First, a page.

Ground To Air Rescue Signals.
Prioritised as an important skill for anyone venturing to the outdoors, the ability to create immediate or delayed effective ground to air rescue signals is essential. Rescue aircraft, technicians and search operatives are taught to search for rescue signs and signals and locating them could help save your life. In this article, Snugpaks ambassador, Perry McGee from the National Tracking School, again gives us extracts from his latest publication “The Essential Tracking Handbook” and illustrates how simple objects, including Snugpak kit, can be utilised to create useful rescue and survival skills.
Tips For Ground To Air Signalling
The subject of survival or how to initiate rescue throughout differing environments, is perhaps too large for a publication of this nature and when venturing into the outdoors, further research is always recommended. For those of us who regularly venture outdoors however, it is vital to remember the necessity for rescue signally can happen anywhere and it can happen to anyone. It is fact that unforeseen accidents do occur, usually when you do not want them to, and it is very important to have rescue procedures and plans in place.
For most of us, rescue is thankfully a rarity and although amazing accounts of survivors being rescued from dire situations exist, the use of what is commonly termed, ‘ground to air signals’, has often played a crucial role in the rescue. These lifesaving signals exist and are essentially used by the survivors to communicate with the airborne rescuers. They are easily created and adapted from carried kit, in this case, Snugpak gear and they can take many forms. For the purposes of this article, I am using Snugpaks Travelpak Sleeping Bags, which are perfect for this with their bright, vivid colours to create signals in the form of defined figures or lettering, visible from the air and here are some points for consideration when deploying emergency signalling:
- Make the task easy for the rescuer – When using emergency signals – think from the perspective of the rescuer and make their task easy. Avoid obstacles and create the signal large enough to be seen, using open areas such as wide-open areas and river beds. If necessary, adapt or improvise any materials found within the location, ensuring that appear unnatural from the air.
- Always signals in threes – Internationally recognised signals are nearly always located as series of threes. Survivors should where possible, use emergency signal in a repetitive fashion and always with an indication or location arrow.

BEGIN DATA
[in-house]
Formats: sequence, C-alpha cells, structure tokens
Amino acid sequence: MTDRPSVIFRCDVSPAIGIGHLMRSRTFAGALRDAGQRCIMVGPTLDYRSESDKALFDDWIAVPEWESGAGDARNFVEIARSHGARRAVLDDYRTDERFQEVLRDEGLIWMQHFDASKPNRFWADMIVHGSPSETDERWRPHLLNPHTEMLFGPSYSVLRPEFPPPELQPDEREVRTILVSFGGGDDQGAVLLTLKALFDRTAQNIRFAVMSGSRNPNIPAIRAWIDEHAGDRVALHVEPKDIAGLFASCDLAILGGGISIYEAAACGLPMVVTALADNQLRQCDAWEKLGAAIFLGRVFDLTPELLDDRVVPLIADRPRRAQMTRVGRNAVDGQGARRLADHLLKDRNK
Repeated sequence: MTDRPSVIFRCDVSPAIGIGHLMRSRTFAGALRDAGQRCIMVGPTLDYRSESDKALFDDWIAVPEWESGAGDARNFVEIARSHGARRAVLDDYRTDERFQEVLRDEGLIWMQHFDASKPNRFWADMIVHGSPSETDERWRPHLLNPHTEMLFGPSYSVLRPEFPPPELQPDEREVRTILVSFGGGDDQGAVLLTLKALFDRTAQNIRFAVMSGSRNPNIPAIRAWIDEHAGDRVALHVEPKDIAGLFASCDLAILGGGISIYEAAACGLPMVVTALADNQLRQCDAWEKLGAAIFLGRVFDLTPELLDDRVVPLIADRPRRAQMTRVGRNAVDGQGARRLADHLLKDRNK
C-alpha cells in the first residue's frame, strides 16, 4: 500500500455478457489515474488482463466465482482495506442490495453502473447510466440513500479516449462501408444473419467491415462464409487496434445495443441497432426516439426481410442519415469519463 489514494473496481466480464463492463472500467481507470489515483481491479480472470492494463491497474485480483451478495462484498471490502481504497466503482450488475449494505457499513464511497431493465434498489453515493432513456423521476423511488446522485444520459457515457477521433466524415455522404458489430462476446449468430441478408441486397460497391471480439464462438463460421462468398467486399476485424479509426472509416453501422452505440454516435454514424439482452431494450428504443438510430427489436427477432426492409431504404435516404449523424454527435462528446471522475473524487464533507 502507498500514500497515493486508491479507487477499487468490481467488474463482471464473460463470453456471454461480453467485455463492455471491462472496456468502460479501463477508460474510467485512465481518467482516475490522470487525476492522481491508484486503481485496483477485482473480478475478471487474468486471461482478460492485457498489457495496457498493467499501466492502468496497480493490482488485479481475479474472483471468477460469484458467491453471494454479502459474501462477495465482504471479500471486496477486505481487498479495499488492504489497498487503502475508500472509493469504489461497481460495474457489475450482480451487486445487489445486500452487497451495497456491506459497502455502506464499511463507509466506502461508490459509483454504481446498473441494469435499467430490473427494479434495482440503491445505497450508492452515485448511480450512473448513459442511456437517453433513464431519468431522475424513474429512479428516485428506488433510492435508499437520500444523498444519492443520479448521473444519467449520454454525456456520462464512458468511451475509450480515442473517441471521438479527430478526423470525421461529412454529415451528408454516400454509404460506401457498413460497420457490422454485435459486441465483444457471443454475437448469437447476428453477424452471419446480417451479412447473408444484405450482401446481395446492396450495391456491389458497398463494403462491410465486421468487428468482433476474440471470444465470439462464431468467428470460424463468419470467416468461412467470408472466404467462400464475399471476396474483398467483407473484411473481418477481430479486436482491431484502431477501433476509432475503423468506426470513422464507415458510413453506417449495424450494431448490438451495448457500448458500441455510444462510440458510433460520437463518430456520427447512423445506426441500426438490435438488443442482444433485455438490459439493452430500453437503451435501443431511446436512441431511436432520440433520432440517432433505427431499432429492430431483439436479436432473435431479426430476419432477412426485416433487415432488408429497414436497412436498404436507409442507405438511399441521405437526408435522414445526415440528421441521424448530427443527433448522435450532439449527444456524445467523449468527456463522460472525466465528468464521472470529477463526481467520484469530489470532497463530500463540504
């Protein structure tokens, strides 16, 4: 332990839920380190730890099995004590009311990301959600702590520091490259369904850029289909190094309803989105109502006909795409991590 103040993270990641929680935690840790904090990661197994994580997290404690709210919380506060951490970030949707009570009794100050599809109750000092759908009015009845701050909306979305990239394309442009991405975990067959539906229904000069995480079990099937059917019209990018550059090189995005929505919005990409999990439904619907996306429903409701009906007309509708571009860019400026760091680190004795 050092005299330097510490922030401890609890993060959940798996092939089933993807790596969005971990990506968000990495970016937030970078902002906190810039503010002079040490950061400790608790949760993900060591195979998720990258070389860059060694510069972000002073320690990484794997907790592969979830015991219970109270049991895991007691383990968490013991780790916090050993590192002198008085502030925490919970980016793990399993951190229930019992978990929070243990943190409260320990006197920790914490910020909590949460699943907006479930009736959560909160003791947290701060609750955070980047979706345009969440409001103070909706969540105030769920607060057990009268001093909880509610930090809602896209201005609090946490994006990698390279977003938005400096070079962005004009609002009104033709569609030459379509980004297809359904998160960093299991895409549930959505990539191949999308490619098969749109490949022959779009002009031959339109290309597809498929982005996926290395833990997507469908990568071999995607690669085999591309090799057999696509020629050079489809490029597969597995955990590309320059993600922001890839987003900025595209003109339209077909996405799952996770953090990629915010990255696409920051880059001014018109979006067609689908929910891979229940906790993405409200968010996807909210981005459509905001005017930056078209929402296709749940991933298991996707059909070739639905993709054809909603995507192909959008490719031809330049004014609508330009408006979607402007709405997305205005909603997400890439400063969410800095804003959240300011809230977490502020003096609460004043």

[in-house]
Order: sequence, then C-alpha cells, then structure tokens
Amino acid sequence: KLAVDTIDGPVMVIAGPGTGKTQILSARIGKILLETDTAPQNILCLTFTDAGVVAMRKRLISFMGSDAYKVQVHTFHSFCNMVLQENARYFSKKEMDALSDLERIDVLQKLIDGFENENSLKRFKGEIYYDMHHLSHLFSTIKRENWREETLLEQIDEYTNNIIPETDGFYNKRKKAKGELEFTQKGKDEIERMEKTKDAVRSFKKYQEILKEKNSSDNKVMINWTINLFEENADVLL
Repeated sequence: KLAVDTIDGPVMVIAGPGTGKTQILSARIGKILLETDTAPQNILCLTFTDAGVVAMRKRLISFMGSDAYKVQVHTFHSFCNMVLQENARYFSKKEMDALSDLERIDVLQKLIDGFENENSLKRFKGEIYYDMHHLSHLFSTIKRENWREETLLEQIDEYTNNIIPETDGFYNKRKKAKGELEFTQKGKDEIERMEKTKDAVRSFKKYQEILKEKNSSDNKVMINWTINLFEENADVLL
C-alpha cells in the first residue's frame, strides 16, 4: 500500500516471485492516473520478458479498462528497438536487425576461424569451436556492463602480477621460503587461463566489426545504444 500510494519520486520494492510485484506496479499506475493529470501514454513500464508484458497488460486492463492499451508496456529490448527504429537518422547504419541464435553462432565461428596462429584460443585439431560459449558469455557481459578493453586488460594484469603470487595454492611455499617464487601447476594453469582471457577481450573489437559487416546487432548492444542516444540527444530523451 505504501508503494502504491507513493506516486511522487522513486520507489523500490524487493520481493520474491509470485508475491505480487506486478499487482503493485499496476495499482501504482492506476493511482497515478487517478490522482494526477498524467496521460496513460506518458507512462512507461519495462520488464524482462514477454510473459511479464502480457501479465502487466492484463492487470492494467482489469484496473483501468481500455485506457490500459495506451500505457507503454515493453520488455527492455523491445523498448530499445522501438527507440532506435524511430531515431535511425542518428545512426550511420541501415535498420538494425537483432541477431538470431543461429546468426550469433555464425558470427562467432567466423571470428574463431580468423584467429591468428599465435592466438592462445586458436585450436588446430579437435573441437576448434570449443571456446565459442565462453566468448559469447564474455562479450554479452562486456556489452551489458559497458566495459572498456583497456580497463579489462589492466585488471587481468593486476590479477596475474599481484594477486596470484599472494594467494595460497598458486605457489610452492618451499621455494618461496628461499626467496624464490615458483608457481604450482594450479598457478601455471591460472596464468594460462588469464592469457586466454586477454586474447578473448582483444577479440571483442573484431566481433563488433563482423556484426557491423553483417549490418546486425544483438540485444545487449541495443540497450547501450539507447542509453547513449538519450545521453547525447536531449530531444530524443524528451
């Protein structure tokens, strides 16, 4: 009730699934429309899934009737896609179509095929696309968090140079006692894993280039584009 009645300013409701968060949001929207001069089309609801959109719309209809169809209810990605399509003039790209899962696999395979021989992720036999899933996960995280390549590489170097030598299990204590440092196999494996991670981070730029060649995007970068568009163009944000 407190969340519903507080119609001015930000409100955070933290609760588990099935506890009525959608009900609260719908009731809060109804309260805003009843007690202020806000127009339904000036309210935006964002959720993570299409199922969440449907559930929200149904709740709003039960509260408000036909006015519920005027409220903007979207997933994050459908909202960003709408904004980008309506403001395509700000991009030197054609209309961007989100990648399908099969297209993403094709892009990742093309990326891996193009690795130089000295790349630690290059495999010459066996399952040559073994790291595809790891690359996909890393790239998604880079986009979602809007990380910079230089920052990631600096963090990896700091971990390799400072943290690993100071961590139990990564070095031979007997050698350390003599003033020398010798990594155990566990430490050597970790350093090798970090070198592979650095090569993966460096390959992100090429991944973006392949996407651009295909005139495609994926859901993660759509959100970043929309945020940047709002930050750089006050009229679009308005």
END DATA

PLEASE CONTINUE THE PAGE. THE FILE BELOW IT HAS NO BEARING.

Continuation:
- Signals should be set to work in your absence – Create as many signals as possible and remember that they should work in your absence. Passing aircraft and rescuers should be able to see signals when you are not present. Leave indication arrows with a date or time visible.
- Keep it simple – keep it effective – The use of any signal should always be kept simplistic and recognisable as a signal for help. Using internationally recognisable signals helps, but if nothing else available then improvisation will do. Remember – Nothing ventured – Nothing Gained.
The type, amount and size of any GTA signal used, will normally be dictated by the location, weather, circumstances and the immediate necessity. In addition, the resourcefulness and ingenuity of the survivor, together with the availability of materials and equipment all of which add to the overall risk of not being detected. The signals relevance to its surrounding environment is also vital and by using natural and unnatural backgrounds, silhouettes, shapes, movements odours and shadows, rescue signals can be adapted according to their position and surrounding environment.
As rescuers worldwide, in whatever guise are taught to search for “signs of presence” or “probable areas of detection”, this can also be utilised to signal for rescue. Anything from logs or stones stacked in an unusual manner, materials positioned in a distinct unnatural manner to visual scraping in the earth, in areas of high probability can all be adapted or placed and set. In the example shown, the Snugpak Travelpak has been used to create a H for help rescue signal using the bag body and also the brightly coloured compression sack is a perfect addition.
One significant aspect for the survivor to consider, is to understand that any rescue signal can be enhanced by making it multi-functional, such as flags orientated in an SOS position. Finally, as light travels, faster than sound, its creation, reflection or refraction are the quickest methods to attract the attention of an aircrew and this will be dealt with in another article.
So, there you have it, just a few extracts from the new book and one which I hope you never have to use. Until next time, stay safe and look out for the next article.
National Tracking and Search Advisor UK
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